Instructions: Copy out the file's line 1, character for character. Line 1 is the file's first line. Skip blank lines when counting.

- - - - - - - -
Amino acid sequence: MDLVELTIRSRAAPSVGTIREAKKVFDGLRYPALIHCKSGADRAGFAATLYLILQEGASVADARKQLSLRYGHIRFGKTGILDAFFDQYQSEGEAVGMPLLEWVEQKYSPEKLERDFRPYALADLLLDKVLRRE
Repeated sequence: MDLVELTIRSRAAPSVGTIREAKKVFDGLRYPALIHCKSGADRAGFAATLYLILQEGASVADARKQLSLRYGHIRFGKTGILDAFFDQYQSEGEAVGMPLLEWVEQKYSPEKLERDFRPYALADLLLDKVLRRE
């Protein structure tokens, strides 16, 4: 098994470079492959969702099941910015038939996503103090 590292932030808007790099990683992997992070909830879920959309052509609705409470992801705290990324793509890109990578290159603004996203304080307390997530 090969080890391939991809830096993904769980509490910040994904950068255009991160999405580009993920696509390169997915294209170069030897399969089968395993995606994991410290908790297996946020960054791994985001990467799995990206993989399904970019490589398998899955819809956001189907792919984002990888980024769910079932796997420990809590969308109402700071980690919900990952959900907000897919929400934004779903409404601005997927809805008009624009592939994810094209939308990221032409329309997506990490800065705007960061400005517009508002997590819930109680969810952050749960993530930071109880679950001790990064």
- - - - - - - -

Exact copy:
Amino acid sequence: MDLVELTIRSRAAPSVGTIREAKKVFDGLRYPALIHCKSGADRAGFAATLYLILQEGASVADARKQLSLRYGHIRFGKTGILDAFFDQYQSEGEAVGMPLLEWVEQKYSPEKLERDFRPYALADLLLDKVLRRE